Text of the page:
IPA Blog

WIPO Diary (SCCR 33) Day 1 - Treaties, Transitions and Trumpism

As the world of international diplomacy hastily manoeuvres ahead of the looming Trump Era, delegates congregated at the World Intellectual Property Organization in Geneva this morning for the 33rd meeting of its Standing Committee on Copyright and Related Rights (SCCR 33).

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The Great Scoop: Feeding Google’s A.I. Machine, by Hugh Stephens

Oh Google! You’ve done it again! You have taken a good idea—one that could help creativity–and once again blotted your copybook by antagonizing the creative community you profess to serve. Yet again you have turned a blind eye to the rights of writers and creators to serve your own ends, all in the name of “progress”.

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WIPO General Assemblies 2016 — stocktaking before the next big copyright sit-down

The Geneva-based World Intellectual Property (WIPO) has now closed its 56th Assemblies of the Member States, which took an interim look at various areas of strategic interest to publishers.

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Brexit and European copyright law: some conclusions and delusions

Writing for the Kluwer Copyright Blog, Tatiana Synodinou, Associate Professor of Law at the University of Cyprus, looks at the implications of Brexit on European copyright law, and wonders if, with the UK's common law model out of the equation, could this be an opportunity for deeper integration and a step towards an EU copyright code?

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The world's freedom to publish blackspots: Bangladesh

Over the next few months, guest writer Matt Goolding will produce a series of articles shining a spotlight on some of the world’s most prominent violators of freedom to publish. He will examine one country at a time because, while they all have the suppression of this vital human right in common, they are in reality very different places, each deserving our attention.

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WIPO Diary, Day 5: standing on the heads of giants?

The morning began with an alarming rumour circulating that today’s session might spill over into a dreaded 'late-nighter'. Was this the curse of Friday 13th?

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WIPO Diary, Day 4: crossed swords over cross-border uses

Two hot potatoes in particular injected extra vim into the SCCR discussion today, drawing parties on either side of the copyright fence into an exchange of views that, had we been in a pub and not at WIPO, might have led to indecorous behaviour from some.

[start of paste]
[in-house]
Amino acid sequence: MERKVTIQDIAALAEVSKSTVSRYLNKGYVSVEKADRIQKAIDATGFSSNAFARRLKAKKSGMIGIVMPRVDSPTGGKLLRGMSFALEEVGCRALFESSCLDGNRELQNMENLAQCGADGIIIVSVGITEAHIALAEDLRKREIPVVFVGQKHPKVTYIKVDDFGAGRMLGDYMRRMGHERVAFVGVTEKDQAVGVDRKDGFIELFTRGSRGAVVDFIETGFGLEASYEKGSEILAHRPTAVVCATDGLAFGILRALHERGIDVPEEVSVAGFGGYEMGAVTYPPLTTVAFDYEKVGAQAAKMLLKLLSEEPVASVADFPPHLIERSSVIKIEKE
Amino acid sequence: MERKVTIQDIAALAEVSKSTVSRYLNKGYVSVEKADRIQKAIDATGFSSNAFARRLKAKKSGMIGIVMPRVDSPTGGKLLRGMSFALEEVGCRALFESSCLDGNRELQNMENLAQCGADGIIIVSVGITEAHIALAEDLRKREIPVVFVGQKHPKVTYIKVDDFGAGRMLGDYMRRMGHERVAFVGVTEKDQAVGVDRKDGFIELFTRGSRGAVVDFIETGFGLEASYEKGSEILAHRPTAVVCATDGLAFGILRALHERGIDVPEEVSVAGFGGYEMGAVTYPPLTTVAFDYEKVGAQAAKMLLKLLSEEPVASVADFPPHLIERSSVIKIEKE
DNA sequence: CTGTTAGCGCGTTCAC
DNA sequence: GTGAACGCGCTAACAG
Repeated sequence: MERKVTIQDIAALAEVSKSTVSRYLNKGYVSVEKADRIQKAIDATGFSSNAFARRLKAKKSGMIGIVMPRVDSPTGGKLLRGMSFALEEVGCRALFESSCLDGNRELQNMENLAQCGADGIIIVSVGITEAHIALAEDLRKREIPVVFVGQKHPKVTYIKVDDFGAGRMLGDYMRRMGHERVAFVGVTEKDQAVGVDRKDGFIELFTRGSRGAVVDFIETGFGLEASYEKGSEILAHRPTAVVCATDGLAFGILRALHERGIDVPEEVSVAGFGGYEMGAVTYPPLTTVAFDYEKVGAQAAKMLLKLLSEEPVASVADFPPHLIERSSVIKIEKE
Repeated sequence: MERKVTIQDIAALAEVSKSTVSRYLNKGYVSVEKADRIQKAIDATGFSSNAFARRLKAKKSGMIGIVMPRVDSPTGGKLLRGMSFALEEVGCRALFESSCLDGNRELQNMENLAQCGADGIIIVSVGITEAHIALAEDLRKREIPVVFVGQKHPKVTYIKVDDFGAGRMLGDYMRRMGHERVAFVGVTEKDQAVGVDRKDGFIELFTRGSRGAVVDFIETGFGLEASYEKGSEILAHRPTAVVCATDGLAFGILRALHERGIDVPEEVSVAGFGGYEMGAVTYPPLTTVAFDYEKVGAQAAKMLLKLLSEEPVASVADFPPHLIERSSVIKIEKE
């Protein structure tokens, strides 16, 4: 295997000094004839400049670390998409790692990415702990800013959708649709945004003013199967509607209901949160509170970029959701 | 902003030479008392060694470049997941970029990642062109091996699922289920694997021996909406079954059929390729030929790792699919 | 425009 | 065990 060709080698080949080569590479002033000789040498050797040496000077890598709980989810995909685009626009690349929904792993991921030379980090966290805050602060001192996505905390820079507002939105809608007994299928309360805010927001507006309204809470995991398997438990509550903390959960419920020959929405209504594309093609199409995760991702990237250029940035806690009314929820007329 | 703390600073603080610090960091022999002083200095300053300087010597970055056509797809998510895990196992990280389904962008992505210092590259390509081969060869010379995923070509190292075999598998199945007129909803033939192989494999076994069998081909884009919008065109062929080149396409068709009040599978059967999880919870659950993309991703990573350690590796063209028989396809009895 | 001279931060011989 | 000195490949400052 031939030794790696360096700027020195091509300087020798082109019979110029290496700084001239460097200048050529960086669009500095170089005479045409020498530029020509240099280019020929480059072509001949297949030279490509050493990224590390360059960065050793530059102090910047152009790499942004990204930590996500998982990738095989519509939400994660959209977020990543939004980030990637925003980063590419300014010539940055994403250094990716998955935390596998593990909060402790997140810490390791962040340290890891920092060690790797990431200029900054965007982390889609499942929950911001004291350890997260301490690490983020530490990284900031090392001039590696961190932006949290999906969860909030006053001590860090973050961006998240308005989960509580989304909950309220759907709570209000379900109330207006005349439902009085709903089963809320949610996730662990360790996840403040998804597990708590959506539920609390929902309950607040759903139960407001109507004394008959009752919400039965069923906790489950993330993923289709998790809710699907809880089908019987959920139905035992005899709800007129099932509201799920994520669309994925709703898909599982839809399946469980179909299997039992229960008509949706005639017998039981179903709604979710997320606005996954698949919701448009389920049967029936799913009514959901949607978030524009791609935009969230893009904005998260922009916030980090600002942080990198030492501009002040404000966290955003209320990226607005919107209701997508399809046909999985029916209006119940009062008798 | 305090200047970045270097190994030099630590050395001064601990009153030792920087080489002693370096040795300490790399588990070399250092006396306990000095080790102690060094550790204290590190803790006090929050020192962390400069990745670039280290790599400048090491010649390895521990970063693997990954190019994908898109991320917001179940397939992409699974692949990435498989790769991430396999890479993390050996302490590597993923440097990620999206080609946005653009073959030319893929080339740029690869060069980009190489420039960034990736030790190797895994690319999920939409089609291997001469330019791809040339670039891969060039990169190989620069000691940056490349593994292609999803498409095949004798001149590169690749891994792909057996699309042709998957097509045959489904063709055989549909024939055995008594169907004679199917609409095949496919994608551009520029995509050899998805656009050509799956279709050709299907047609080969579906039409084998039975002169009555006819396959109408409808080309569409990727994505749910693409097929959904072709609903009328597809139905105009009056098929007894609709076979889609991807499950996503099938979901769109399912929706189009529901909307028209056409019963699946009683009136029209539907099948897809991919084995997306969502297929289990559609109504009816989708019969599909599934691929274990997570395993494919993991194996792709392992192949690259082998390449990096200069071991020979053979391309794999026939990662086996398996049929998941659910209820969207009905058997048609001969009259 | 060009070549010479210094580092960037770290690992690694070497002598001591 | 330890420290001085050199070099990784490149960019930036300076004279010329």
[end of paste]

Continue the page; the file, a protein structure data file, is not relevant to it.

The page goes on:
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WIPO Diary, Day 3: taking exception to exceptions

A collective sigh of relief was heaved here at WIPO this morning when, at last, the broadcasting talk wrapped up.

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WIPO Diary, Day 2: When legal instruments go bad.

As the SCCR delegates resumed their Sisyphean effort to define the terms underpinning the long-awaited WIPO broadcast treaty this morning, the glaring paradox at the heart of the process became apparent.

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WIPO Diary, Day 1: DG ticks off SCCR 32 over 20-year broadcasting text deadlock

WIPO Director General Francis Gurry fired the starting gun on the 32nd Standing Committee on Copyright and Related Rights (SCCR), today, urging the participants to agree on the elusive broadcasting treaty, which has lain on the table since 1996.

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IPA WIPO Diary

This week, the WIPO Standing Committee on Copyright and Related Rights (SCCR) will meet for the 32nd time, in Geneva, to debate several copyright issues that will have a direct impact on the global publishing industry.

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You've heard of UNESCO World Book Capital, but did you know it was an IPA idea?

The UNESCO-led World Book Capital sprang from the runaway success of World Book and Copyright Day, launched in 1996, when UNESCO nominated Madrid as the first World Book Capital, for 2001. Thereafter, UNESCO's General Conference adopted a resolution, on 2 November 2001, establishing the yearly nomination of World Book Capital.

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Could risk-aversion be positive for publishing in the long-run?

It's glaringly obvious that the publishing industry has undergone a seismic shift in recent times, and many of us will have experienced this upheaval first-hand. We've seen unprecedented global mergers and acquisitions, and the demise of established sector stalwarts.

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Let's hear it for the publishers

Since forever, publishers have been criticised.

It's all part of the job. Publishers are ripping off authors. Publishers are maltreating booksellers. Publishers publish tosh. Publishers don't take enough risks. Publishers spend too little on marketing. Publishers don't understand their market. Publishers are Luddites. In short, publishers are incompetent. What's more, they make obscenely large profits.

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E-book lending works when it’s collaborative

Relations between publishers and librarians tend to be cast along adversarial lines. A current example is the debate over the “right to e-read”, whereby the European Bureau of Library, Information and Documentation Associations (EBLIDA) has asked the European Commission to impose on publishers the obligation to make all their e-books available to libraries, regardless of the effect on the book market.

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